Our submissions

Engaged in multiple sectors, our team conducts rigorous consumer and policy research to uncover market failures and consumer harm. We actively collaborate with partners, leveraging national and international perspectives to identify and understand issues within markets. By openly sharing insights, we contribute to the creation of impactful policy solutions, fostering momentum for positive change and advocating for consumer welfare.

March 25, 2020

Submission to Australian Human Rights Commission – Human Rights and Technology Discussion Paper

We first expand on three core recommendations reflecting on the broader policy environment and highlighting some of the central issues in relation to rights and needs of citizens and consumers in a data-driven society.

March 2, 2020

Submission to Code of Practice – Securing the Internet of Things (IoT) for Consumers

Our research also shows that Australians want more transparency and control in relation to how industry collects, uses and shares their data, and they expect government to regulate industry conduct in this area.

January 30, 2020

Updating Victoria’s Open Data Policy – Submission to the Department of Premier and Cabinet review of the DataVic access policy

This report finds that consumers in Australia may face a very different set of outcomes for shopping online than they have traditionally experienced in bricks-and-mortar shops.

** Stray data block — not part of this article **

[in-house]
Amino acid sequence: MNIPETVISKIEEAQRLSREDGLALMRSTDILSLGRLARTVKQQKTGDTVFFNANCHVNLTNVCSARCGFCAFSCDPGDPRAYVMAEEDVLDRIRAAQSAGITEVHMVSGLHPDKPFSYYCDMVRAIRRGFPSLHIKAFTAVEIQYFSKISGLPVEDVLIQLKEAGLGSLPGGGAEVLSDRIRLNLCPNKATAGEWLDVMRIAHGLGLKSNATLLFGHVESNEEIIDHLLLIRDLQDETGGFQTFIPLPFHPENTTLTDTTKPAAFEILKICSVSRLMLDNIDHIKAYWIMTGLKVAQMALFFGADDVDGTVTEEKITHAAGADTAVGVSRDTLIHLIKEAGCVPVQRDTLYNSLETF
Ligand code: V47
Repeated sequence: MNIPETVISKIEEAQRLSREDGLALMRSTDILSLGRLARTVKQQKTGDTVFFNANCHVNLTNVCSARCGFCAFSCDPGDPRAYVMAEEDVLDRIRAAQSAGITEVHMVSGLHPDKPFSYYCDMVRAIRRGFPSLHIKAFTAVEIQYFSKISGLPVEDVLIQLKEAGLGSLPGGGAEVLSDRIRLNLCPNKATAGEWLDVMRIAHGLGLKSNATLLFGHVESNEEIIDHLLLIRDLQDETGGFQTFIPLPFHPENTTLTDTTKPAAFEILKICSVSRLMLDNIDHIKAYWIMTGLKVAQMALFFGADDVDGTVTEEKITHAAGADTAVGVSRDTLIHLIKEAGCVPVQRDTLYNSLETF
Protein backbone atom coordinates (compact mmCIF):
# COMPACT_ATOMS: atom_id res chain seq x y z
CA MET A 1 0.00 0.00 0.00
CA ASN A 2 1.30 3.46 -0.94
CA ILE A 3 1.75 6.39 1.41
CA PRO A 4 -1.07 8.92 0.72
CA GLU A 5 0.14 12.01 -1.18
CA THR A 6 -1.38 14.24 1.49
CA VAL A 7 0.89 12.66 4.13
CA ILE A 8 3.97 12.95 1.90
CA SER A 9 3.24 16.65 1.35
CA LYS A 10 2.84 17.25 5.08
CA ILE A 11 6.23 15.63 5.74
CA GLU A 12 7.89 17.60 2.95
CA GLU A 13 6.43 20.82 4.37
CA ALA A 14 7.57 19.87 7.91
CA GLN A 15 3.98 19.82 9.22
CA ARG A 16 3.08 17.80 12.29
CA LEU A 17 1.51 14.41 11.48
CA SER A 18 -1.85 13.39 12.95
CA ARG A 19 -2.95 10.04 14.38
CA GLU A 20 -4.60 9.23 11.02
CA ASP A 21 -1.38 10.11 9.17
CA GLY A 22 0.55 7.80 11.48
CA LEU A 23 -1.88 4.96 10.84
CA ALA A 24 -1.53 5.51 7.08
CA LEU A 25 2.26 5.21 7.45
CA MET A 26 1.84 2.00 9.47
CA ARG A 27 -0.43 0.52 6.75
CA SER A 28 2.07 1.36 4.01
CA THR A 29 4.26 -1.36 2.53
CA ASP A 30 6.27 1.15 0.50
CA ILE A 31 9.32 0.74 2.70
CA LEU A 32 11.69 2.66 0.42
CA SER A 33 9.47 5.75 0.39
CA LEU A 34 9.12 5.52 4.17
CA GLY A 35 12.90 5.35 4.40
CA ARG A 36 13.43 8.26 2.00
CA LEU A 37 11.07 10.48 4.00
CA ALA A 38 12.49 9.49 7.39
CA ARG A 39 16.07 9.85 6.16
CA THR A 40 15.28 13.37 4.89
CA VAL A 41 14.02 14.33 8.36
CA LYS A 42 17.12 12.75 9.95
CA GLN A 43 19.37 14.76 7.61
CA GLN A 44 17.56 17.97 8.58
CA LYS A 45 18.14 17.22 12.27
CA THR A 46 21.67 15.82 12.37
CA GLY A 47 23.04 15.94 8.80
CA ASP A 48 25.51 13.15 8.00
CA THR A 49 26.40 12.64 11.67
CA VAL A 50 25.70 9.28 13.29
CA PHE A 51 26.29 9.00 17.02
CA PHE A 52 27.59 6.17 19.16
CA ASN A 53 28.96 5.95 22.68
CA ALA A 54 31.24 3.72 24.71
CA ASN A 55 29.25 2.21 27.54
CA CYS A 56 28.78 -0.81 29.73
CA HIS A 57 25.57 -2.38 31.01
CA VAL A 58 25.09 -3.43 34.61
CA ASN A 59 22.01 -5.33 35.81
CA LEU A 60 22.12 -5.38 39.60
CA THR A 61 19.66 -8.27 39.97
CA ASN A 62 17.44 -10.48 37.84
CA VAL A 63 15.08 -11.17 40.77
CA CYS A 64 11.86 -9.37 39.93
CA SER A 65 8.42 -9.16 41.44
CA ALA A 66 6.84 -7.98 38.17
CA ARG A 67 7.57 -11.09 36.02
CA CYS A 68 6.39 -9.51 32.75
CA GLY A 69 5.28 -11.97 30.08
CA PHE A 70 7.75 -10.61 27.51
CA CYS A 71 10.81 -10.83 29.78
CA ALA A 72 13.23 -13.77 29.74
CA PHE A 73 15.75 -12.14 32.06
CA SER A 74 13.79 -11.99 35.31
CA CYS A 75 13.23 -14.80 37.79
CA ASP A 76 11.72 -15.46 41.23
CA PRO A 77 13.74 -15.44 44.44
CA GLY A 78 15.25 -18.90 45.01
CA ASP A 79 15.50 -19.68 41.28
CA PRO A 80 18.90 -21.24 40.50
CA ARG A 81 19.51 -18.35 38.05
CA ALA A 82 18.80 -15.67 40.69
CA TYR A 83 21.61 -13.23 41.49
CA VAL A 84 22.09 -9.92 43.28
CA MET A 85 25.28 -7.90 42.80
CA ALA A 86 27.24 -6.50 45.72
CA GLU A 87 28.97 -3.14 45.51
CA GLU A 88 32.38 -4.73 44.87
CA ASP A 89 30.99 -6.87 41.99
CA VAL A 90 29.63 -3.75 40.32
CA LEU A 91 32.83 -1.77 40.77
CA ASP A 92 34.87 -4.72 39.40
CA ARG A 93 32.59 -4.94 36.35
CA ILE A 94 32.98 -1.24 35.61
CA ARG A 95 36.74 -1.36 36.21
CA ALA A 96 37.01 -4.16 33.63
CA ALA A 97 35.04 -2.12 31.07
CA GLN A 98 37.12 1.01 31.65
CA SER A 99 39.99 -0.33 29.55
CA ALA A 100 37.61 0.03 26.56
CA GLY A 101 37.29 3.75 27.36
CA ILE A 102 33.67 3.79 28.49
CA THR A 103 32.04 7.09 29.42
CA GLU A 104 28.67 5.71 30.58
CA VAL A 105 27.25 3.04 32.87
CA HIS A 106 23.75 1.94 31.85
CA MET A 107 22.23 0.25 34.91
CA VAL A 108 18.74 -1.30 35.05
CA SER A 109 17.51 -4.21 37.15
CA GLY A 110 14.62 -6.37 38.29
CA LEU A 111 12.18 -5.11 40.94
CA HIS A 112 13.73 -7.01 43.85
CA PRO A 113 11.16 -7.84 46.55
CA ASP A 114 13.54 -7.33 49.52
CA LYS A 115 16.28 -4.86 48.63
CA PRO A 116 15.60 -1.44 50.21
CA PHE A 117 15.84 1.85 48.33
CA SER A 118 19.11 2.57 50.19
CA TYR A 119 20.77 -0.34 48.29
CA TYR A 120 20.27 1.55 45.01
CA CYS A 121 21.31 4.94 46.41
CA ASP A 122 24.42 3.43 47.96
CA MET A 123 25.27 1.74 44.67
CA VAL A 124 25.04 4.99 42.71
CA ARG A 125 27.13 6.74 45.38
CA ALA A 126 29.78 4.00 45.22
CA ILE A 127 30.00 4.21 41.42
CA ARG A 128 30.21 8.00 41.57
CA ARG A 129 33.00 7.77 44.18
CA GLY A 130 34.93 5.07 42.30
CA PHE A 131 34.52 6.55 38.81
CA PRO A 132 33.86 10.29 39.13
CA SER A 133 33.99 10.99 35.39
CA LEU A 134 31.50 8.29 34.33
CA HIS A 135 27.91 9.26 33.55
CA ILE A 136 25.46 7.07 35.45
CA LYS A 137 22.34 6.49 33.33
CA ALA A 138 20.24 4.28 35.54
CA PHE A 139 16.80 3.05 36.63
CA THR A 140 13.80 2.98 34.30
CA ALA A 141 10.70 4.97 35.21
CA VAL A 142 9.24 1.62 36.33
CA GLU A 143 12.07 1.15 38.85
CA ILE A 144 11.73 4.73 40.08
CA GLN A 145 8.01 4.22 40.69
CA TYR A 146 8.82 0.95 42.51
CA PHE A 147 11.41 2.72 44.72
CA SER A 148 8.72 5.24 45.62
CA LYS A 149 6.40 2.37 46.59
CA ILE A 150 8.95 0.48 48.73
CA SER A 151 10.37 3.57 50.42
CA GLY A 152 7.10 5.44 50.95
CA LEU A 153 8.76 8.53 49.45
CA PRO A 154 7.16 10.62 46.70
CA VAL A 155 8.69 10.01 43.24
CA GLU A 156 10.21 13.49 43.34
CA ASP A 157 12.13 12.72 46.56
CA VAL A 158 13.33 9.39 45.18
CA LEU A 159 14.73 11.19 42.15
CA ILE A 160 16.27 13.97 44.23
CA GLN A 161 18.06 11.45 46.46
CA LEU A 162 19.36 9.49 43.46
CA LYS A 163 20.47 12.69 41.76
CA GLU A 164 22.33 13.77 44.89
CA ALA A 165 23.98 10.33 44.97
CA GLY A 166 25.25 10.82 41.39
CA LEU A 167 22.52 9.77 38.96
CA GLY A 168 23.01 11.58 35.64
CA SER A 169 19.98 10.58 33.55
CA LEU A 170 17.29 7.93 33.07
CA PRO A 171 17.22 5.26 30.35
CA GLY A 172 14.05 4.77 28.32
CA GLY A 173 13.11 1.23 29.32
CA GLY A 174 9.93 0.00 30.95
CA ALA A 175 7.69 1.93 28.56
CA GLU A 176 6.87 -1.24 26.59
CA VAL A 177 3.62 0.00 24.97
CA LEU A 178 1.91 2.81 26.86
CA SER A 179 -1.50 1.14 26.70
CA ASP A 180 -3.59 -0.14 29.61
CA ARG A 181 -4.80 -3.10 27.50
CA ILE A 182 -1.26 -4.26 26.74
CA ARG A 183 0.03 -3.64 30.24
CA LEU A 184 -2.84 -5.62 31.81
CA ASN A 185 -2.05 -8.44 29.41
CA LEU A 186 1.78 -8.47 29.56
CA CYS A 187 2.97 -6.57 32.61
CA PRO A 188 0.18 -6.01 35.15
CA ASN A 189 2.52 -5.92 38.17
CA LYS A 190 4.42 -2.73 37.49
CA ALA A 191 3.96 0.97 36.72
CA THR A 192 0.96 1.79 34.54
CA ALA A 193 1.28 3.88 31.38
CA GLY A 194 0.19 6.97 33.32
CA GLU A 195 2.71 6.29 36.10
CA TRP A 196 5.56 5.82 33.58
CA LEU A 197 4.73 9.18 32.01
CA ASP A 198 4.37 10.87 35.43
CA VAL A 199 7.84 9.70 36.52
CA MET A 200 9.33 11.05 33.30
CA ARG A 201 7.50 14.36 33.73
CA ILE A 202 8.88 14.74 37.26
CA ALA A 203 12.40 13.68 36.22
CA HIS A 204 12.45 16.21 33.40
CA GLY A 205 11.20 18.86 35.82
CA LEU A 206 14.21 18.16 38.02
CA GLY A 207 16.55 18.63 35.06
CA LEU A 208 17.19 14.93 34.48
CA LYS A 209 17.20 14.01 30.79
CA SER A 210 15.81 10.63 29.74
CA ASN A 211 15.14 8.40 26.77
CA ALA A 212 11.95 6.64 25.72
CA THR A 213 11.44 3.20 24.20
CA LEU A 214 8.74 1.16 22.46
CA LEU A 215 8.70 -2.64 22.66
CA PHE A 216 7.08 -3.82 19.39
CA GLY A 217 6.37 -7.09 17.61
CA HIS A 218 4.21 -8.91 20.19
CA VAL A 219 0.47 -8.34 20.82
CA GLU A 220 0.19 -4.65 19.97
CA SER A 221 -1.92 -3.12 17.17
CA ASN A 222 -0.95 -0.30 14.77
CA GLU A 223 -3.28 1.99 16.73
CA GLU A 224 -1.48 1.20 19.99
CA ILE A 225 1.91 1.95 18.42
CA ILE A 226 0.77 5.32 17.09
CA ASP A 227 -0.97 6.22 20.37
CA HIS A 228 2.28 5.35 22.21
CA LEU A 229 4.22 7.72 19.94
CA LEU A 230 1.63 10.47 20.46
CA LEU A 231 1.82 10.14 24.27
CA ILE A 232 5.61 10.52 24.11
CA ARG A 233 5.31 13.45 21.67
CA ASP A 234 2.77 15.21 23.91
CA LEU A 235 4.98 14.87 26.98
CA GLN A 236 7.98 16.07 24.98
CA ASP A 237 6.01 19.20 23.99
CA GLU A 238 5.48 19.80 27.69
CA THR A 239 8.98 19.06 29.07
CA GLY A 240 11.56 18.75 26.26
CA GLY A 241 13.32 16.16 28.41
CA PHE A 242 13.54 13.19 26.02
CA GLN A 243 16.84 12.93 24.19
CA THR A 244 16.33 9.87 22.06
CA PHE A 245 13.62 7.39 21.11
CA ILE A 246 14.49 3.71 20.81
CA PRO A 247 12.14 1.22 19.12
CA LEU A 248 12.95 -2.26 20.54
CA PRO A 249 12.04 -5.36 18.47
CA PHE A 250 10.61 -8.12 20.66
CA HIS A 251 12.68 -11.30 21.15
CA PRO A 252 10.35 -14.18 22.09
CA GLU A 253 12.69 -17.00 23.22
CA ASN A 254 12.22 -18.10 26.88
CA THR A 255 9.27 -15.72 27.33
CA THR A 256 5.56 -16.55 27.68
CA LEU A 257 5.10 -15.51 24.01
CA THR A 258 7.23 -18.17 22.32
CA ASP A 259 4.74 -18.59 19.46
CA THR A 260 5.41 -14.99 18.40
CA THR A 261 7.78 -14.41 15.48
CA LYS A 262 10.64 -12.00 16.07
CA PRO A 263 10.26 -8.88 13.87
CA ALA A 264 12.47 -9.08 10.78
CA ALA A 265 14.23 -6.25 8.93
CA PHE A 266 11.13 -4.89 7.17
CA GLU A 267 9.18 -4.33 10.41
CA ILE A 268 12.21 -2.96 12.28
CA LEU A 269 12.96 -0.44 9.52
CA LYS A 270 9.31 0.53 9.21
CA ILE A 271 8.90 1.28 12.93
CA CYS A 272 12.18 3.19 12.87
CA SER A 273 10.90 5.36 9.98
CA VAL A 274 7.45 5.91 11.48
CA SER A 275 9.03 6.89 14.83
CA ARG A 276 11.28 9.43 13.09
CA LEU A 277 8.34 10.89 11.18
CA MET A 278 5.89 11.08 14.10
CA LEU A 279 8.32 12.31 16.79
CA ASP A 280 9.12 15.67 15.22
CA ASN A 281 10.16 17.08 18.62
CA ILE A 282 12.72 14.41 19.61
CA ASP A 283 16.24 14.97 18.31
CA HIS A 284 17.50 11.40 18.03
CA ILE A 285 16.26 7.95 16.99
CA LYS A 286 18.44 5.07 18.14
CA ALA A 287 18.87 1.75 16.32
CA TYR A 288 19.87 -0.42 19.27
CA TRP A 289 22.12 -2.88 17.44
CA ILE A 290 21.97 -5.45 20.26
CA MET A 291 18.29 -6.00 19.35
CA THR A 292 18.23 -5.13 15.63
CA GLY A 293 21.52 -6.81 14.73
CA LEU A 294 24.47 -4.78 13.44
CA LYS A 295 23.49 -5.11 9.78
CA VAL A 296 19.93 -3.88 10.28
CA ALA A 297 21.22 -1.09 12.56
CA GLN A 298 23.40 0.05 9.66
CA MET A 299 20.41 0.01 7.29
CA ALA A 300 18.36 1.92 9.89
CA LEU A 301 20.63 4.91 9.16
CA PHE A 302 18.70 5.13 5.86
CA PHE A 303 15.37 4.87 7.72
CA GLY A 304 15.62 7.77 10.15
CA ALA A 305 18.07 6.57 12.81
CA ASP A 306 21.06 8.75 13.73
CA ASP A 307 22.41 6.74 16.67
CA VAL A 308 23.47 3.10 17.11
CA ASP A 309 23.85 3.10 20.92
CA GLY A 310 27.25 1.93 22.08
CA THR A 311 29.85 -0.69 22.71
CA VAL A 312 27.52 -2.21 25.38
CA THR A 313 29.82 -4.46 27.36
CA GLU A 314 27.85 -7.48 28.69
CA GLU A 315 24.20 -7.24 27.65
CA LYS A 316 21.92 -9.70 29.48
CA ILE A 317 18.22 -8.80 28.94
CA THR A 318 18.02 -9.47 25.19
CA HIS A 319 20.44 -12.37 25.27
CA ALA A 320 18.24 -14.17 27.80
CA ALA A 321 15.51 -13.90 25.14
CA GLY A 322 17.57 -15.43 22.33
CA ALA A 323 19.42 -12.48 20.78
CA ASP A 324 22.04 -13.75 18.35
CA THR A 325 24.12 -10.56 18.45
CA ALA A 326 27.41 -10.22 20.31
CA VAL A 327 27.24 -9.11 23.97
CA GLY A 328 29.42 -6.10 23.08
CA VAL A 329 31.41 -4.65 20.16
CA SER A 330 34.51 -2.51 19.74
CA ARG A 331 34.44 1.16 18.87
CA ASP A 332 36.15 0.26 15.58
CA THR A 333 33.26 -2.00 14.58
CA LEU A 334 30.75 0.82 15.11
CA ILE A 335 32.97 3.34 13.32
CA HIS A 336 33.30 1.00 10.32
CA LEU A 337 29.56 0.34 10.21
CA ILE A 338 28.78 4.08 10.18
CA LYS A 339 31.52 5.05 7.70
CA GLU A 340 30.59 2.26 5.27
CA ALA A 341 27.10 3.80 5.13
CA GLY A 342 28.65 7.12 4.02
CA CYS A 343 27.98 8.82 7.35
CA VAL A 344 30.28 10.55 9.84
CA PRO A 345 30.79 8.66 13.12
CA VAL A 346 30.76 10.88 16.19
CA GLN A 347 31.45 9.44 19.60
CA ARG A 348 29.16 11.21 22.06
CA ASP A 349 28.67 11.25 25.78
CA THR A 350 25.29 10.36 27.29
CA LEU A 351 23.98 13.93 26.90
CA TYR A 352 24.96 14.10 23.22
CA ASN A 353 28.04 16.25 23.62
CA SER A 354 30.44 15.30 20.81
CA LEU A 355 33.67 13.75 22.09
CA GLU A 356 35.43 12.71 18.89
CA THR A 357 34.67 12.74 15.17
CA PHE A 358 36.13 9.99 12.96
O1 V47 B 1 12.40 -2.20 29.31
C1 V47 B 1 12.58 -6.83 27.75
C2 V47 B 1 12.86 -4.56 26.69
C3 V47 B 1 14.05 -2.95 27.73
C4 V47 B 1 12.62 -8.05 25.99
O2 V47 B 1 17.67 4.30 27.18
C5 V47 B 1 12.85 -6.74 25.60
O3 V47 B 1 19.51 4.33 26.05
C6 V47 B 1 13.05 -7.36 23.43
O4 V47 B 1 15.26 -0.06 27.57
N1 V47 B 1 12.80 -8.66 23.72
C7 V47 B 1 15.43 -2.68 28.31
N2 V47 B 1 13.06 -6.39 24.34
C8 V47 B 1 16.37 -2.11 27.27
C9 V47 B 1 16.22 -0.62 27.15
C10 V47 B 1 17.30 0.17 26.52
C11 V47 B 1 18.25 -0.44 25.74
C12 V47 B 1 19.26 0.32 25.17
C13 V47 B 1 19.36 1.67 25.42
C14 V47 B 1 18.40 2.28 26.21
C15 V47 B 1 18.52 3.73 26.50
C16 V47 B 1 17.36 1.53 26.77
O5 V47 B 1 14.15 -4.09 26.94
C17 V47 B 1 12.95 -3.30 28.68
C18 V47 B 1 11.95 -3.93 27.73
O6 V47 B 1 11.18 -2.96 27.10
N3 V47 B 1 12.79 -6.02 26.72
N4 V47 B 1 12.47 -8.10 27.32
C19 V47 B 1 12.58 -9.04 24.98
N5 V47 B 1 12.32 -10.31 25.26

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January 23, 2020

Submission to the Royal Commission into Aged Care Quality and Safety – Aged care program redesign: services for the future consultation paper

This submission highlights key findings from CPRC’s 2020 report Choosing care: the difficulties in navigating the Home Care Package market (attached at Appendix A) as they apply to the consultation paper, particularly relating to in-home care.

December 17, 2020

Submission to the Victorian Department of Justice and Community Safety – Residential Tenancies Regulations 2020

The Residential Tenancies Regulations, and the wider reforms to the Residential Tenancies Act 1997 (RTA), have the potential to transform people’s experience of renting in Victoria. They represent one of the most important consumer reforms in recent decades, by creating the basis for a fairer rental market with increased consumer protections. CPRC strongly supports the Victorian Government’s intent for the reforms to address ‘the reality that a growing proportion of Victorians are priced out of home ownership and likely to rent for longer periods of time’, and that there is ‘consequently a need to rebalance the market through additional protections for a highly diverse population of renters’.

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